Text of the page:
Tuesday, October 04, 2011

Letter to an unknown future


I haven't posted for a while, not because nothing was happening, but because I didn't know what to say.

Two weeks ago my father-in-law was taken suddenly, seriously ill. He is slowly on the recovery road now, but is still in intensive care and has to face yet more obstacles to daily life once he is back to some sort of normality - compounded by the fact that he is also registered blind. In addition, he is the main carer for my chronically ill mother-in-law. I don't really want to say much else about this, as it's not really my story to tell; but if you are of a praying persuasion, we would appreciate your efforts on our behalf. Anyway...

This all dredges up the dreaded issue of aging again. So many of us fear old age, for a variety of reasons - the fear of pain and disability; the fear of the unknown, and eventually of death. But I guess one of the main issues is that of a loss of self. Depression is common in the years immediately following retirement, then tends to be less prevalent again; then becomes more common in the older population, late 70's and 80's. And no wonder, when faced with the catalogue of aging signs and symptoms, along with the side effects from whatever cocktail of drugs their doctors select. Deteriorating vision and hearing can cause individuals to feel increasingly cut off from their surroundings and contacts. Memory loss further detatches and debilitates. And along with all this comes the sense of losing personhood - that self image we all carry, stuck at age 20, 30, 40...

They shall not grow old, as we that are left grow old;
Age shall not weary them, nor the years condemn.
 - Laurence Binyon

As faculties diminish, assistance is needed. But first one has to ask for help, which is no easy thing. The aging person may be beholden to family, or to strangers; neither rests easy. To have to ask, to have the thing done badly or just not how you want it, and then to have to be grateful through gritted teeth... none of this comes naturally. And all to be surrounded by endlessly cheerful carers who treat you as if you were three years old. An old friend of mine used to refer to the 'Pop School of Nursing' - as in, 'We'll just pop your clothes off, pop you into a gown, pop you on the couch and then I'll pop off and get the doctor.' Sometimes I hear myself saying it; and cringe.

One of the things that frightens me is the tendency for older people to lose distinguishing features. Hair colour, waistlines, jawlines all slowly melt into the familiar generic Grandmother / Grandfather 'look'. Fortunately society does not 'expect' this so much, or so early, as it once did; there is no longer the need to adopt the same clothes and shoes, hairstyle and glasses as every other septa / octogenarian. As I look into the mirror and notice the slackening skin and wiry white hairs, the poem 'When I am an old woman, I shall wear purple' goes through my head. I fear I may relish the transformation into an eccentric grumpy old woman (a process that has very much begun already); and the very first nurse /carer who talks to me in that slightly high pitched nicey-nicey voice, telling me to 'Mind how I go, dearie' or similar will be nicely but firmly told to Sod Off. At the same time, aging brings the loss of loved ones - and old friends cannot be replaced. A few years into my marriage I realised I spent time almost exclusively with people who only knew me as married, as my older friends lived further away, and  the associated loss of a sense of self made me sad; how much worse to arrive at a place where no-one remembers you young. Photos merely underline the passing of time, rather than truly recalling the person you once were. perhaps it will be different for this digital generation, their every move captured on video. Old friends are the ones who know all the stages that brought you to this place, but still love you; who laugh with you and at you, dragging out old jokes whose mere mention provokes helpless laughter. Those old friends are particularly precious in my life; they have made me who I am. Without their company, I would be diminished; and would fear being forgotten.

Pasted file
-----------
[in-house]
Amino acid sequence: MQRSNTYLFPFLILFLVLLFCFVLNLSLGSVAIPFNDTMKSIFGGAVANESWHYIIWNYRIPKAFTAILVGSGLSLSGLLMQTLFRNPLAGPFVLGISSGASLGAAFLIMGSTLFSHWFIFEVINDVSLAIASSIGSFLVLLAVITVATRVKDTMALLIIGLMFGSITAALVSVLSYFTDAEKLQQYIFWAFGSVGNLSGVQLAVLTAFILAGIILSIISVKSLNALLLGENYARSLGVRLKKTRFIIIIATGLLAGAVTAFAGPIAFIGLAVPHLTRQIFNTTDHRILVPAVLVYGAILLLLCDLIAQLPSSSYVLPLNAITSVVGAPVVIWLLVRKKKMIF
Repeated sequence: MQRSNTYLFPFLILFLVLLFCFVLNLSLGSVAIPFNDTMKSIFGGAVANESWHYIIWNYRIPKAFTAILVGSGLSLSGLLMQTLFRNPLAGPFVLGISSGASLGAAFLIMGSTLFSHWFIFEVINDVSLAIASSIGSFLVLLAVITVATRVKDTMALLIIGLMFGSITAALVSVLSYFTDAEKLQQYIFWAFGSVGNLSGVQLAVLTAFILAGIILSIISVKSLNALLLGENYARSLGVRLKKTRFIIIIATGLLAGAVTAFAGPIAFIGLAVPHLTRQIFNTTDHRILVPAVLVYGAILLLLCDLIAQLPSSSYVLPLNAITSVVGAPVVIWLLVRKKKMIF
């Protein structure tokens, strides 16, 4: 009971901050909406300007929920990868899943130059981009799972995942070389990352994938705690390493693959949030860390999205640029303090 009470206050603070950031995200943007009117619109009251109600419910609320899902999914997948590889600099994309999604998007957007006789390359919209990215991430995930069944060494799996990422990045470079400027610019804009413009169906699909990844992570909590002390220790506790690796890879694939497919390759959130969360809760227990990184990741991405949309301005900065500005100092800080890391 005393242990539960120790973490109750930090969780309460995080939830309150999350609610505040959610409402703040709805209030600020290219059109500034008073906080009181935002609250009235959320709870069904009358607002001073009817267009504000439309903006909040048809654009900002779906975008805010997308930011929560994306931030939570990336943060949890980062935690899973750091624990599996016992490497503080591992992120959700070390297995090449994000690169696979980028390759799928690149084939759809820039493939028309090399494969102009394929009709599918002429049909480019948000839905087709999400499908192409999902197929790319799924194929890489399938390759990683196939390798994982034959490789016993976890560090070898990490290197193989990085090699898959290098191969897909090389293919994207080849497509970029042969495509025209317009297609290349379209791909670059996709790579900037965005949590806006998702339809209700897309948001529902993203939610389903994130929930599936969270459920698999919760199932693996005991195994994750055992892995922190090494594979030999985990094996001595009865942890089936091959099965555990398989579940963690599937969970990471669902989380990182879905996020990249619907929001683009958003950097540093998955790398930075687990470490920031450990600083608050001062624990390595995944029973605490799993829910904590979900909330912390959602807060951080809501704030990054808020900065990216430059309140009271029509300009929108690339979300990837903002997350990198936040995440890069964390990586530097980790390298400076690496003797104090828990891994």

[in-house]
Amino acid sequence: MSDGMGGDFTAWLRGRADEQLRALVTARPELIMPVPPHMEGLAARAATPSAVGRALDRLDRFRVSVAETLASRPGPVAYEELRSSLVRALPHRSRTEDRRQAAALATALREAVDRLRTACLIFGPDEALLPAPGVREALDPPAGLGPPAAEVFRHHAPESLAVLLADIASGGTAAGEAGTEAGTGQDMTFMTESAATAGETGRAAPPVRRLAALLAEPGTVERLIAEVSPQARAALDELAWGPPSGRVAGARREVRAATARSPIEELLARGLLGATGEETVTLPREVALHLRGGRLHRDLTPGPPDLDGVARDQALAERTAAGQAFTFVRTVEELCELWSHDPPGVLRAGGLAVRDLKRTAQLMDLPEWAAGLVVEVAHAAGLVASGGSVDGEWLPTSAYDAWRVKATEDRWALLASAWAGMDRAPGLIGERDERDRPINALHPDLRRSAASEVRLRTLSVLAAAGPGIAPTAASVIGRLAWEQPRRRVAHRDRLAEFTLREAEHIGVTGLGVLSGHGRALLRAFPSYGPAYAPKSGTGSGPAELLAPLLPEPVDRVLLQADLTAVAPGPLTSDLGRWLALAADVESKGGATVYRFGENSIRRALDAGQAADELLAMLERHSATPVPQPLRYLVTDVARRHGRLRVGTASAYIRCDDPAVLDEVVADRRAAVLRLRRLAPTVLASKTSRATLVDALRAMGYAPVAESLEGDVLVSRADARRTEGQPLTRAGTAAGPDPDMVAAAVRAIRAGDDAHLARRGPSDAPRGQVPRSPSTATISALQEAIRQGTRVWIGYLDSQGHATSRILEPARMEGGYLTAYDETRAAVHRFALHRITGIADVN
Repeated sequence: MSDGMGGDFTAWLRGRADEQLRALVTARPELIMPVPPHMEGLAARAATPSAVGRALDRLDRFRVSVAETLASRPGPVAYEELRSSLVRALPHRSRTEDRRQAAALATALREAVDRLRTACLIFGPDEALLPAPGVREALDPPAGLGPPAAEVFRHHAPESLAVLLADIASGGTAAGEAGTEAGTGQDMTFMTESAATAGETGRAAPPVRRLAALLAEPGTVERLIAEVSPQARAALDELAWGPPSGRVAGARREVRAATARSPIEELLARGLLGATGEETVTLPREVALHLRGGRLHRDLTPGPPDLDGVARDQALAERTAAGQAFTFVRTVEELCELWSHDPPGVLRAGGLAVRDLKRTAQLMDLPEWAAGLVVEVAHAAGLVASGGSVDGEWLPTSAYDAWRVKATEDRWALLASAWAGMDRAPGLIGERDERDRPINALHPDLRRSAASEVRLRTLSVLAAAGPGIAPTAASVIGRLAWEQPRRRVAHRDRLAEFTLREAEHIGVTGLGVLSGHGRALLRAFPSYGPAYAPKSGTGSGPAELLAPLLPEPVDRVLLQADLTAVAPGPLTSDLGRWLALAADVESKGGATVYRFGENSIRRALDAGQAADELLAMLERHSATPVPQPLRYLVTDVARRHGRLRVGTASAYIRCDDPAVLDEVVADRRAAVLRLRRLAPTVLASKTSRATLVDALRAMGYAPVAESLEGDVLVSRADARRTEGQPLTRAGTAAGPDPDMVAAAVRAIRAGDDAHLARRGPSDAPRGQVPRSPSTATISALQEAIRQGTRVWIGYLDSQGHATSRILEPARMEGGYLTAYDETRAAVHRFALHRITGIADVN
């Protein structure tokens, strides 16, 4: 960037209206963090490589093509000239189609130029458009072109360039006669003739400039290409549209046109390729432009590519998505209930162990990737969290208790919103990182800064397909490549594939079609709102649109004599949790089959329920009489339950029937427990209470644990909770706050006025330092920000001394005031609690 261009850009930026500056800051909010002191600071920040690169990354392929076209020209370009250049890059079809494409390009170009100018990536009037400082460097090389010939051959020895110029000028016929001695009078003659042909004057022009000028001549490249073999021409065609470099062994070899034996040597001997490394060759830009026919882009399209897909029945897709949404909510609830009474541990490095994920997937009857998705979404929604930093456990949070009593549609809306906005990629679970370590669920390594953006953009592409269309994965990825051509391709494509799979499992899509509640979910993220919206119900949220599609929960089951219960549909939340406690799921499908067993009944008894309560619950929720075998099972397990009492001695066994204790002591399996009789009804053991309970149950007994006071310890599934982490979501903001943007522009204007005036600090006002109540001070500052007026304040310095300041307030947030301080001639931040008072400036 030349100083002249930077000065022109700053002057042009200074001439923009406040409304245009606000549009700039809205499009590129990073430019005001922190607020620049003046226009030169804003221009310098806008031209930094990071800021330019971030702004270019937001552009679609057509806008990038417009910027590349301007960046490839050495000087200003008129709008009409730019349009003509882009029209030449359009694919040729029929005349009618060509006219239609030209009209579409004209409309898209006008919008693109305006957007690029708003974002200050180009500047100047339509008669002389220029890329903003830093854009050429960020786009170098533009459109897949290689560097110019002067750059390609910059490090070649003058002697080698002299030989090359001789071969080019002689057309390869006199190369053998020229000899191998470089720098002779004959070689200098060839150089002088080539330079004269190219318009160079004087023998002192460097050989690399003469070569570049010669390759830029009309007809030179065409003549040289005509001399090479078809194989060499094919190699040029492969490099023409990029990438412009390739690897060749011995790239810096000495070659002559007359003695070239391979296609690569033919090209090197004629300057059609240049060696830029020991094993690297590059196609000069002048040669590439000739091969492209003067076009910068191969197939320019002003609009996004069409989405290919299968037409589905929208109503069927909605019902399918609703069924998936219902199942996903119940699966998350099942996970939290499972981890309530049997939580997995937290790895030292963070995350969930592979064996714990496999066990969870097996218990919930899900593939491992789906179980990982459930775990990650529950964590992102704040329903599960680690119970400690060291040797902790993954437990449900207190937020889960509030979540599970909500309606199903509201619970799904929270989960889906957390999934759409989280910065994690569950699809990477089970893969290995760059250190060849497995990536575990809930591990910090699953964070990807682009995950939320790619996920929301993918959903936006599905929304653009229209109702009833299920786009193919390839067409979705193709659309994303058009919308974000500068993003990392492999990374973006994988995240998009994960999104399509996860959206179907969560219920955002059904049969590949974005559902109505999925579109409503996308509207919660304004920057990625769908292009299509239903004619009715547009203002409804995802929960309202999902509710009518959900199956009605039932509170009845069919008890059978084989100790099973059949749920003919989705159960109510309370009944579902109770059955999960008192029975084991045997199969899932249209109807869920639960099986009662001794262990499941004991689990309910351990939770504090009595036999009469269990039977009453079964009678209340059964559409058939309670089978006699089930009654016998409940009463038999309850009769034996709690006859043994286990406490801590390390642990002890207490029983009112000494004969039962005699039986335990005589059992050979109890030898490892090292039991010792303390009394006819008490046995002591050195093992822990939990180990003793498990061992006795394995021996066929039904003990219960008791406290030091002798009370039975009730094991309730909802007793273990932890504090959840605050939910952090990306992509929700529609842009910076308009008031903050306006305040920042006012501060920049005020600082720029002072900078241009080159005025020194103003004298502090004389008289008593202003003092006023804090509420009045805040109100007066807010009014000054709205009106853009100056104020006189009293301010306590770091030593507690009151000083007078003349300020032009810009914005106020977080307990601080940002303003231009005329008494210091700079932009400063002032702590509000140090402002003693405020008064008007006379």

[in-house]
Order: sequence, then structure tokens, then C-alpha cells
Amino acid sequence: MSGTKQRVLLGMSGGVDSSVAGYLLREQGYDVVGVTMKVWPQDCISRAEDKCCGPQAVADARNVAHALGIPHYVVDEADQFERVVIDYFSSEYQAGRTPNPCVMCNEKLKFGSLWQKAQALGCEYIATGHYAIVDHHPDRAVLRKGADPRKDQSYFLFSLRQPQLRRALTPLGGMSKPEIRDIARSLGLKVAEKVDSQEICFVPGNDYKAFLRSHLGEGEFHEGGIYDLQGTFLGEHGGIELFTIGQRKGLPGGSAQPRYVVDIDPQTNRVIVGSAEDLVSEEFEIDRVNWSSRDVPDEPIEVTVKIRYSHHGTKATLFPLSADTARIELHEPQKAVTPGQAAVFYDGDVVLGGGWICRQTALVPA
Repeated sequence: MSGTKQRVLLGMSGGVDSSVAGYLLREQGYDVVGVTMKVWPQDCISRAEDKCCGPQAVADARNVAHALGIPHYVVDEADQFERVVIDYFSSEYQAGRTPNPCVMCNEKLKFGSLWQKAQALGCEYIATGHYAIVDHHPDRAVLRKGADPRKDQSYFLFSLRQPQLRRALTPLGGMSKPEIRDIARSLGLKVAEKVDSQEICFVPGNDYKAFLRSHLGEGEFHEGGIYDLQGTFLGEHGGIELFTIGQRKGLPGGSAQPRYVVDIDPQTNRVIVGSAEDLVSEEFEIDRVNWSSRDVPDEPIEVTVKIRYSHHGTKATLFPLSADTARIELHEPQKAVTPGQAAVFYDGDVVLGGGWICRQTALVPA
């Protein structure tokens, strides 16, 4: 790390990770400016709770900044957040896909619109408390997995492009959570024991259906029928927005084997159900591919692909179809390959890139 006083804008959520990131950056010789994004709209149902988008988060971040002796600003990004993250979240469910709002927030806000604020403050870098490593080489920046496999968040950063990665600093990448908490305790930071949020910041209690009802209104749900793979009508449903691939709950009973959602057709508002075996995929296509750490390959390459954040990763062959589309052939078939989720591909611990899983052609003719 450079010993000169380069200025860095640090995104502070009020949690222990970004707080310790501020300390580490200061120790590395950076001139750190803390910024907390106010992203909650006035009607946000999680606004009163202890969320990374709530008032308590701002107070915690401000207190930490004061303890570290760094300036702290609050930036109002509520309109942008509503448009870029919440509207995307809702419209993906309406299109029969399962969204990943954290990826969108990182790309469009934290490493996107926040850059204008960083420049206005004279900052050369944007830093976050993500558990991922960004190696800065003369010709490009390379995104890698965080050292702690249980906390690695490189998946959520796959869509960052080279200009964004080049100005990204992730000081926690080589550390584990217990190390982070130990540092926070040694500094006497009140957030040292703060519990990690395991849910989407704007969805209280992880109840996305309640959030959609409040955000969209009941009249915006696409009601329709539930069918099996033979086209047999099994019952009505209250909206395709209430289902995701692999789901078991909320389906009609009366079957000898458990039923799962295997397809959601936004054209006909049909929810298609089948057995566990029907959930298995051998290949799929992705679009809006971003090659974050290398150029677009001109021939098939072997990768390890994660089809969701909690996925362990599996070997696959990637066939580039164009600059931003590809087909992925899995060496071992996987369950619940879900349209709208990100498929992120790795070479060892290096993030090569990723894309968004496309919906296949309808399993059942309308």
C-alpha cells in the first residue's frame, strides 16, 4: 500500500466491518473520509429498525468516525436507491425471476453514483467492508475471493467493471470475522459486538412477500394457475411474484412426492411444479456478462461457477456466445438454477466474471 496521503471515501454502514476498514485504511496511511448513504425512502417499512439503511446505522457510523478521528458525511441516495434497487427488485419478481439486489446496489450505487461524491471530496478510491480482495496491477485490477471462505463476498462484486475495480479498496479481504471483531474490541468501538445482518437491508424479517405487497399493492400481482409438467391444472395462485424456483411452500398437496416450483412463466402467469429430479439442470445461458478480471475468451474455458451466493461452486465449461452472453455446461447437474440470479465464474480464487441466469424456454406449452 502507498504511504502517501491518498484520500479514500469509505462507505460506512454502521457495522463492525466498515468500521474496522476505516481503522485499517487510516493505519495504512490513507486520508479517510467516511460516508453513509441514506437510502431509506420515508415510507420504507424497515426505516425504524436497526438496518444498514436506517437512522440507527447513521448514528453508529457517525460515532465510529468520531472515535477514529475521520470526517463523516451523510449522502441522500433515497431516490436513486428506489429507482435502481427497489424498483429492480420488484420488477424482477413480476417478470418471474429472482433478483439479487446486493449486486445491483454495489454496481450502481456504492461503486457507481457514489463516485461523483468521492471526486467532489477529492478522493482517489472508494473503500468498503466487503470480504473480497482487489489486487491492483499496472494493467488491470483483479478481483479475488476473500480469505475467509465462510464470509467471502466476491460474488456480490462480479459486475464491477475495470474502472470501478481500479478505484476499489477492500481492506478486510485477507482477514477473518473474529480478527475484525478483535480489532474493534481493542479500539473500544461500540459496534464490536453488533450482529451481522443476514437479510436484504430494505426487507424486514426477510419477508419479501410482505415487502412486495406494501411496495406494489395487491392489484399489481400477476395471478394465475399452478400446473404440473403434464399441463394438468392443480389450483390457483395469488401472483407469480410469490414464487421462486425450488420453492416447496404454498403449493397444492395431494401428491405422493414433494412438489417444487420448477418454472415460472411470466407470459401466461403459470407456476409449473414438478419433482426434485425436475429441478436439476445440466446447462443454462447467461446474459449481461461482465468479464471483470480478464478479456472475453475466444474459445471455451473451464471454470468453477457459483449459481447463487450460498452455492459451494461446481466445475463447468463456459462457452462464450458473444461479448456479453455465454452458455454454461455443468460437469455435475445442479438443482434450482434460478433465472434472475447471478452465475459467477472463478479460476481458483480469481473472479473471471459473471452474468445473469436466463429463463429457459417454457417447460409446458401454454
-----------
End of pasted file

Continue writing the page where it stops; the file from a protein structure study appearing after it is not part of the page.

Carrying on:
In the meantime, I shall try my hardest to remember that every individual, at whatever age we happen to meet, holds the same potential for sadness, joy, laughter, quirkiness, anger and grief as the rest of us; that age is not a predictor of how anyone will react to any given situation, but that the general level of garbage that surrounds the aging process may increase the likelihood that it won't be good, at least not if the conversational opener is 'I just popped in to see how you are today, dearie'. That inside each person, regardless of age, exists a unique story, that affords a unique outlook on life.


If only we all had the time and patience to listen to those stories.

 

2 comments:

blue hands said...

Oh yes. Amen to all that.

M xx

bigdaddystevieB said...

TRACEY: This is SO good. Somewhat inevitably, retirement has brought up lots of similar thoughts/emotions/fears/sentiments/challenges for me as far as aging is concerned. Perhaps in recognition of “retirement reflections”(?), I recently read Julie Neuberger’s book “Not Dead Yet” (picked up for two quid in “The Last Book Shop” on Park Street, as you do!) – which challenges the way old age is perceived and how we treat the “elderly” (ie. me!). Thought-provoking…. just like your posting.
Very many thanks for this.
Sxx